11 November 2021 | Tourismus
A feast for the senses
Kirstenbosch National Botanical Garden ranks among the truly magnificent botanic gardens of the world. The towering sandstone cliffs on the eastern slopes of Table Mountain provide an imposing backdrop, which is hard to surpass in grandeur alone.
By Christina Rockstroh
Only 36 ha of the 528 ha Kirstenbosch estate are cultivated. The rest is a protected area of isolated pockets of Afromontane forest and fynbos, which supports a wide variety of indigenous birds, reptiles, frogs, invertebrates and some mammals. More than 125 species of birds and about 2500 species of plants have been recorded here.
Kirstenbosch is indeed a magical place, a veritable slice of Eden.
As soon as you step through the entrance you are enveloped by the tranquility of nature, two dozen shades of green and the scent of moist soil and foliage.
Where to begin exploring?
The Centenary Tree Canopy Walkway, dubbed the boomslang, was my first option on my most recent visit. It is a low-impact steel and timber bridge that winds through and over the trees of the arboretum over a distance of 130 metres. The highest point is 12 metres above the ground. Here you literally feel on top of the world while absorbing the splendour of the surroundings! The views are priceless.
The Fynbos Walk leads from a viewing deck through several “gardens” planted with the unique vegetation of the Cape Floral Kingdom. Especially in spring and early summer, it’s a festival of colour. Think of Namaqua daisies, vygies in brilliant hues of yellow, orange, red and pink, and proteas, of course. The fynbos flowers draw a rich variety of birds, many of which are the pollinators of these plants.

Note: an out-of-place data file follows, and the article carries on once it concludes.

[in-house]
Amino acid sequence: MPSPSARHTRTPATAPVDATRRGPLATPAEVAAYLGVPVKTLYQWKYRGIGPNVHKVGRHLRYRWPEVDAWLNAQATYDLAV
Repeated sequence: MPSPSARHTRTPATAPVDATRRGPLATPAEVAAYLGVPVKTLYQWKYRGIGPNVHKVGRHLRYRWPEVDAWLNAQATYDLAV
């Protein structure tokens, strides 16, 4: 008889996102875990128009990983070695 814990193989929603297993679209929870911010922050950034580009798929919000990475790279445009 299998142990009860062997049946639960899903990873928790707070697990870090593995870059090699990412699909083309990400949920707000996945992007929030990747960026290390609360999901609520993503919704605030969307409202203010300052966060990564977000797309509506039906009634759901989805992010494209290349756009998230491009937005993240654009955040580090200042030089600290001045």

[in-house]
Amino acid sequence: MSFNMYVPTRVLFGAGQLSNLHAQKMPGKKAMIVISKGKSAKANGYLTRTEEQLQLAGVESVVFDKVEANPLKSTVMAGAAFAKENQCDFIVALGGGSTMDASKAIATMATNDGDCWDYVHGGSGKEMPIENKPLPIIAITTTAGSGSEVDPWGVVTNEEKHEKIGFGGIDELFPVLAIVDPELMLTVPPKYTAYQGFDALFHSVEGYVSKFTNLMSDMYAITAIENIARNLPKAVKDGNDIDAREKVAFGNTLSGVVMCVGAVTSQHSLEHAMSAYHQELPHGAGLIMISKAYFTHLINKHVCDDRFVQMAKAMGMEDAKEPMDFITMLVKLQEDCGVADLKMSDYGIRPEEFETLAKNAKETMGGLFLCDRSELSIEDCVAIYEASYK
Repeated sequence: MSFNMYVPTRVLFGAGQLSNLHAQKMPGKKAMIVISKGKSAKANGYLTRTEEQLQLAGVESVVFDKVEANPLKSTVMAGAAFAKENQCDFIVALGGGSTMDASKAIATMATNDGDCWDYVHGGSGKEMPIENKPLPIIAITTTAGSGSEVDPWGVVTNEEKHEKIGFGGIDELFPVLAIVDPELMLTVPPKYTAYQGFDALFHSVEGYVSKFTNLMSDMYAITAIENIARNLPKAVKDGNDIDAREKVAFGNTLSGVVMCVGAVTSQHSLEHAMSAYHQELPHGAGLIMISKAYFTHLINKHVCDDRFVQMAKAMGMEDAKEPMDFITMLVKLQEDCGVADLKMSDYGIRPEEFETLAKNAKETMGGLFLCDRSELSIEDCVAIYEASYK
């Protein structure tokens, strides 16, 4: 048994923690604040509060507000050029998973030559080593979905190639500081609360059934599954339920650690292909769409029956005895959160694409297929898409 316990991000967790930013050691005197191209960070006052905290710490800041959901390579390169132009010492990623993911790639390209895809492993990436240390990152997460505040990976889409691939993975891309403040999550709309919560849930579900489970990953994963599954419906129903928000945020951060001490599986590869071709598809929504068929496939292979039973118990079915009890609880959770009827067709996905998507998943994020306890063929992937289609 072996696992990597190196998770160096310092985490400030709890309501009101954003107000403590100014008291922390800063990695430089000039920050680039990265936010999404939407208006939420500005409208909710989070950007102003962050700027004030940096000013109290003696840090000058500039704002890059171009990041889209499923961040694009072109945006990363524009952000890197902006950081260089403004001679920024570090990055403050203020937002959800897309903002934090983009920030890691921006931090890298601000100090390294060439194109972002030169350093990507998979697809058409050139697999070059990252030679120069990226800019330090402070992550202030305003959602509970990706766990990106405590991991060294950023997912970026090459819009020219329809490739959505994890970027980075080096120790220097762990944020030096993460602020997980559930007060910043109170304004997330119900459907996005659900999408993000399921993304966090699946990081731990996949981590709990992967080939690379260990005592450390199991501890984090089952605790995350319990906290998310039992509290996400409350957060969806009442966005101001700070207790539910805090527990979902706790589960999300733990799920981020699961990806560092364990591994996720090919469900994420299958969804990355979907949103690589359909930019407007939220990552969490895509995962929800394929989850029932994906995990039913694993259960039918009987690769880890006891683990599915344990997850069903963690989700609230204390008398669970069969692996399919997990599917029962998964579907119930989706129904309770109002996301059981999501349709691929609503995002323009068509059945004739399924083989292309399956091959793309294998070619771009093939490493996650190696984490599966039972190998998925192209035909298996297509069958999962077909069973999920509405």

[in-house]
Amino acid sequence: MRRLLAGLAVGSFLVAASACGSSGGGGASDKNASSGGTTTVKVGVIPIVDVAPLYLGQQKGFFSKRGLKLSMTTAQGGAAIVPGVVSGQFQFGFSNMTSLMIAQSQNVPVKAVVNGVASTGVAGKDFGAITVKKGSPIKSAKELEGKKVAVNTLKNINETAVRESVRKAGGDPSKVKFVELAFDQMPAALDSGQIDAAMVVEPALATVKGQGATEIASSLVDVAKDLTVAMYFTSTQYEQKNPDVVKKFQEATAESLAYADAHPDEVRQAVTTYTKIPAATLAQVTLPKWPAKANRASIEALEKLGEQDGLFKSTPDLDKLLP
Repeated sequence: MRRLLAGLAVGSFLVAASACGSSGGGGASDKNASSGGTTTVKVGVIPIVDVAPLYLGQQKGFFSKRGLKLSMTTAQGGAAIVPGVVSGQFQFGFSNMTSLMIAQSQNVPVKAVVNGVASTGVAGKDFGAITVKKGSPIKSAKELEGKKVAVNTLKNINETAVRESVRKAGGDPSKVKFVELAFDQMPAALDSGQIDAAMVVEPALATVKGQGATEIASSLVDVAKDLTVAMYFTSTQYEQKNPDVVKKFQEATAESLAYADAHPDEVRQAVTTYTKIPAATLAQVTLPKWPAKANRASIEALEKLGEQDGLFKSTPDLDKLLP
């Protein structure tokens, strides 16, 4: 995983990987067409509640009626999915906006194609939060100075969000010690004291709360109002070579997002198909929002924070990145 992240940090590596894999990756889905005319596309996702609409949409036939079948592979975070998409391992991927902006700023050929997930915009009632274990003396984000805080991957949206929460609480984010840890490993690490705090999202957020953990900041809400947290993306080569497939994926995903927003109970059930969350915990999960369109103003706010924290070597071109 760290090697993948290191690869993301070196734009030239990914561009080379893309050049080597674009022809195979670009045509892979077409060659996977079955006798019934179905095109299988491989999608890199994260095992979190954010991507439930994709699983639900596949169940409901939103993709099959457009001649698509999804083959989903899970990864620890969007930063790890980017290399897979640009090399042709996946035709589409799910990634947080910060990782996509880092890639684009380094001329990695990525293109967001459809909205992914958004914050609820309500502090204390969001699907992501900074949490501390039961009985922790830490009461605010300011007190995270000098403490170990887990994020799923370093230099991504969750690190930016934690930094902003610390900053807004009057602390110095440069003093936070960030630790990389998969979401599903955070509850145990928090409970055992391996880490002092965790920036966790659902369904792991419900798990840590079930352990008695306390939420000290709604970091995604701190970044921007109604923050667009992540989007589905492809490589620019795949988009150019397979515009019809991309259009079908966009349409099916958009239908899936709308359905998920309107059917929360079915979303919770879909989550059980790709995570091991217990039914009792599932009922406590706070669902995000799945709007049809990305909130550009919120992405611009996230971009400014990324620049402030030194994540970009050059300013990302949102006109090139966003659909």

Keep a look out for Sunbirds and Sugarbirds.
Cape Town’s Jurassic Park is the Cycad Amphitheatre in Kirstenbosch. Cycads appeared before the age of dinosaurs, almost 280 million years ago. Five life-size dinosaurs and a pterosaur, all made of tin, draw attention to the fact that South Africa’s cycads are another species threatened with extinction – through mankind’s doing.
In the middle of the Otter Pond, surrounded by tree ferns and river pumpkin, a Cape Clawless Otter seems to be resting. The very lifelike sculpture was donated by a Cape Town family with the reminder that “our quality of life will depend on the ability of mankind to live in harmony with nature”.
Otters have become rare in the Table Mountain streams but they do occur at Kirstenbosch.
This botanic garden is visitor-friendly in every respect. A special map informs about wheelchair accessibility of its various routes. There is a braille trail, a self-guiding audio system or the opportunity to walk with a knowledgeable volunteer.
Capetonians love to visit Kirstenbosch for a picnic. Unfortunately, the popular Summer Sunset Concert series on Sunday afternoons has not been revived yet, which came to a halt due to COVID-restrictions of gatherings and public events.
The convenient shuttle car tours, which used to ferry visitors through the garden every hour, are also still suspended.
The natural area of the Kirstenbosch estate can be explored on five well-maintained trails. Those that are very energetic, can even hike up Table Mountain through Skeleton Gorge and Nursery Ravine if they so choose.
In 2013 as part of Kirstenbosch’s centenary celebrations, the coffee table book, The most beautiful garden in Africa, was published.